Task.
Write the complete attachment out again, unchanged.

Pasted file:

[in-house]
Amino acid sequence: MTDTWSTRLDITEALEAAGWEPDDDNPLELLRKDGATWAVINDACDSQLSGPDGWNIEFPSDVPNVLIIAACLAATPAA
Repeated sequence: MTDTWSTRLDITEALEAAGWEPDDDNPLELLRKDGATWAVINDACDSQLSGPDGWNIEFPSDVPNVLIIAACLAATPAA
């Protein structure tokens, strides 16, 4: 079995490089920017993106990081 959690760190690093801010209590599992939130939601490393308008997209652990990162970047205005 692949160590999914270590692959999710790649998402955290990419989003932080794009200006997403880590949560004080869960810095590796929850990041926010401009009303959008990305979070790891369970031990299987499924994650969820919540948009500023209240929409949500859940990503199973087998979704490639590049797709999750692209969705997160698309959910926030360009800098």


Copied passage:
[in-house]
Amino acid sequence: MTDTWSTRLDITEALEAAGWEPDDDNPLELLRKDGATWAVINDACDSQLSGPDGWNIEFPSDVPNVLIIAACLAATPAA
Repeated sequence: MTDTWSTRLDITEALEAAGWEPDDDNPLELLRKDGATWAVINDACDSQLSGPDGWNIEFPSDVPNVLIIAACLAATPAA
């Protein structure tokens, strides 16, 4: 079995490089920017993106990081 959690760190690093801010209590599992939130939601490393308008997209652990990162970047205005 692949160590999914270590692959999710790649998402955290990419989003932080794009200006997403880590949560004080869960810095590796929850990041926010401009009303959008990305979070790891369970031990299987499924994650969820919540948009500023209240929409949500859940990503199973087998979704490639590049797709999750692209969705997160698309959910926030360009800098």